Charles Cook was born in the parish of St John the Baptist, Gloucester. Charles had six brothers; five of them, Albert, David, Frederick (‘Jim’), George and Henry, would also play for Gloucester. In 1921 Charles married Alice Hoebig and the couple had three children; Laurence, who was killed in action with the Coldstream Guards on 18 October 1943, Marjorie and Frederick.
On the outbreak of war Charles, like so many of the Gloucester Rugby Club players, enlisted in the 1/5th Battalion, Gloucestershire Regiment which landed in France on 29 March 1915.
On 16 August 1917 during the Third Battle of Ypres (Passchendaele) at Langemarck the battalion was ordered to secure the right flank of an attack but were held up by a machine gun which was sited in the upper storey of a house. During this action Charles was awarded the Military Medal for ‘bravery in the field’; sadly no citations were ever published for Military Medals so it is now difficult to determine the exact circumstances that led to the award. However in 2013 his daughter Marjorie Reade remembered her father recalling the events many years later as his company were “…attacking a machine gun position in a farm cottage when his [i.e. Charles Cook’s] friend, next to him, was shot. He was angry and determined to get revenge so he rushed the position and fired his [Lewis] Gun up through the ceiling into the room above [where the German machine was placed]. The four man German machine gun team immediately came down the stairs with their hands up and shouting ‘Kamerad’.”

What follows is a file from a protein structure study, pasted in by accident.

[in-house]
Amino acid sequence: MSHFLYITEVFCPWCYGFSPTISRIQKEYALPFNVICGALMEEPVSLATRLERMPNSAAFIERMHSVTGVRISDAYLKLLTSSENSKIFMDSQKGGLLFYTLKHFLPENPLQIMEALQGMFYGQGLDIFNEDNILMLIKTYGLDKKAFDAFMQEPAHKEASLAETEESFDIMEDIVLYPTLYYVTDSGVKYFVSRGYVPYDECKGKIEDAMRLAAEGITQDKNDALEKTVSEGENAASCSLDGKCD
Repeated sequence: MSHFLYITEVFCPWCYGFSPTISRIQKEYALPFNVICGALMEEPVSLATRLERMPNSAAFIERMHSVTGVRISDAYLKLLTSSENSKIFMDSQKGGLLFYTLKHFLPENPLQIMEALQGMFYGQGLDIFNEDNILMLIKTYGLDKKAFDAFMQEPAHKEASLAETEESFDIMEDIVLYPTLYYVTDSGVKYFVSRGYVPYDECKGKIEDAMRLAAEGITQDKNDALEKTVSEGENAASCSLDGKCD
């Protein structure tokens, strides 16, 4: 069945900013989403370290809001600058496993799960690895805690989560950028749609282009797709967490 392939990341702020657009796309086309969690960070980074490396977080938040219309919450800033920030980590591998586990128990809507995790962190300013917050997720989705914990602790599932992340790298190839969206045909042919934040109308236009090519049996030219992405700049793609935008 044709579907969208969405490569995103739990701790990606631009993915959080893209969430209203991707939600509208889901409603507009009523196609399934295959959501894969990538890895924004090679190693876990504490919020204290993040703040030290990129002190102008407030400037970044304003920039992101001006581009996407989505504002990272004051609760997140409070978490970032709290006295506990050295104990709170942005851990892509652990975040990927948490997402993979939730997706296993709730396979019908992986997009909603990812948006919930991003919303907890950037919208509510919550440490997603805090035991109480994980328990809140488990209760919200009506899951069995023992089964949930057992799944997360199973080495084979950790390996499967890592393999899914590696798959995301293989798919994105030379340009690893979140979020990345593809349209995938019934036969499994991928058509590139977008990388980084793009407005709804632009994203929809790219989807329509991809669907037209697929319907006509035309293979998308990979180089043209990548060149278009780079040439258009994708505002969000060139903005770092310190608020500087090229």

On 4 October 1917 as the Army pushed on to Passchendaele, Charles was wounded in the head at Broodseinde which resulted in the loss of an eye. He was invalided out of the Army on 24 January 1918 and returned to civilian life.
Rugby and Other Highlights
Charles, a full back, played 143 games for the Gloucester First XV between 1908 and 1914. With a brief interruption for the Great War, Charles returned to play 14 more games for the First XV between 1918 and 1921. He also played around 30 games for the Second XV between 1906 and 1913. In total he scored 341 points for the Club. He also won 6 Gloucestershire County caps between 1910 and 1914.
During the Second World War he served as a member of the local Home Guard.
[With thanks to Chris Collier for providing the statistics on Charles Cook’s playing career for Gloucester.]